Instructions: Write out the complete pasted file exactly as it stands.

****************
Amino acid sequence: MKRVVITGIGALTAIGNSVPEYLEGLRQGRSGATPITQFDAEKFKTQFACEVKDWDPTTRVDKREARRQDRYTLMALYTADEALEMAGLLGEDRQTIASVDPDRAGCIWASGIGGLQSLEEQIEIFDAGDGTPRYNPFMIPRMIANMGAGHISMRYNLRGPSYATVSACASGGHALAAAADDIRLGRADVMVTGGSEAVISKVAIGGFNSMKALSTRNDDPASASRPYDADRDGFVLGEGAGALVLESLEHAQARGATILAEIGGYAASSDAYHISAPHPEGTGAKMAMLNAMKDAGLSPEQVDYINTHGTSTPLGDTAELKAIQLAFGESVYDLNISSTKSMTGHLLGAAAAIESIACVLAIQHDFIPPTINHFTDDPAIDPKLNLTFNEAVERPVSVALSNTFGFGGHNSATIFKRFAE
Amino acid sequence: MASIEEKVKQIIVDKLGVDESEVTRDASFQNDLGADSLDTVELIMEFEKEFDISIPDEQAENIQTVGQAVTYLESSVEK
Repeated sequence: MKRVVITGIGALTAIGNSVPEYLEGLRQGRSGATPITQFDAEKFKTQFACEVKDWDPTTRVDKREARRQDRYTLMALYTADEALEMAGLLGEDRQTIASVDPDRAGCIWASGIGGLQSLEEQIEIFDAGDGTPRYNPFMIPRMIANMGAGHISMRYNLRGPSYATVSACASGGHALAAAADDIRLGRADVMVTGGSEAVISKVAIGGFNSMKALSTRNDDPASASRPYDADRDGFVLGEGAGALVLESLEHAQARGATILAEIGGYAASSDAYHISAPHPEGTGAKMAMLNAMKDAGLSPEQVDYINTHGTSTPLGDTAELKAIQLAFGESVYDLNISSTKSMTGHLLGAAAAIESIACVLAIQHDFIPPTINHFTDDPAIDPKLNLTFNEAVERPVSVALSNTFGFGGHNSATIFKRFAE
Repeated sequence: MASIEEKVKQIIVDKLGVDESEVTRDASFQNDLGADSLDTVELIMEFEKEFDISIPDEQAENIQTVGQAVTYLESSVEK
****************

Amino acid sequence: MKRVVITGIGALTAIGNSVPEYLEGLRQGRSGATPITQFDAEKFKTQFACEVKDWDPTTRVDKREARRQDRYTLMALYTADEALEMAGLLGEDRQTIASVDPDRAGCIWASGIGGLQSLEEQIEIFDAGDGTPRYNPFMIPRMIANMGAGHISMRYNLRGPSYATVSACASGGHALAAAADDIRLGRADVMVTGGSEAVISKVAIGGFNSMKALSTRNDDPASASRPYDADRDGFVLGEGAGALVLESLEHAQARGATILAEIGGYAASSDAYHISAPHPEGTGAKMAMLNAMKDAGLSPEQVDYINTHGTSTPLGDTAELKAIQLAFGESVYDLNISSTKSMTGHLLGAAAAIESIACVLAIQHDFIPPTINHFTDDPAIDPKLNLTFNEAVERPVSVALSNTFGFGGHNSATIFKRFAE
Amino acid sequence: MASIEEKVKQIIVDKLGVDESEVTRDASFQNDLGADSLDTVELIMEFEKEFDISIPDEQAENIQTVGQAVTYLESSVEK
Repeated sequence: MKRVVITGIGALTAIGNSVPEYLEGLRQGRSGATPITQFDAEKFKTQFACEVKDWDPTTRVDKREARRQDRYTLMALYTADEALEMAGLLGEDRQTIASVDPDRAGCIWASGIGGLQSLEEQIEIFDAGDGTPRYNPFMIPRMIANMGAGHISMRYNLRGPSYATVSACASGGHALAAAADDIRLGRADVMVTGGSEAVISKVAIGGFNSMKALSTRNDDPASASRPYDADRDGFVLGEGAGALVLESLEHAQARGATILAEIGGYAASSDAYHISAPHPEGTGAKMAMLNAMKDAGLSPEQVDYINTHGTSTPLGDTAELKAIQLAFGESVYDLNISSTKSMTGHLLGAAAAIESIACVLAIQHDFIPPTINHFTDDPAIDPKLNLTFNEAVERPVSVALSNTFGFGGHNSATIFKRFAE
Repeated sequence: MASIEEKVKQIIVDKLGVDESEVTRDASFQNDLGADSLDTVELIMEFEKEFDISIPDEQAENIQTVGQAVTYLESSVEK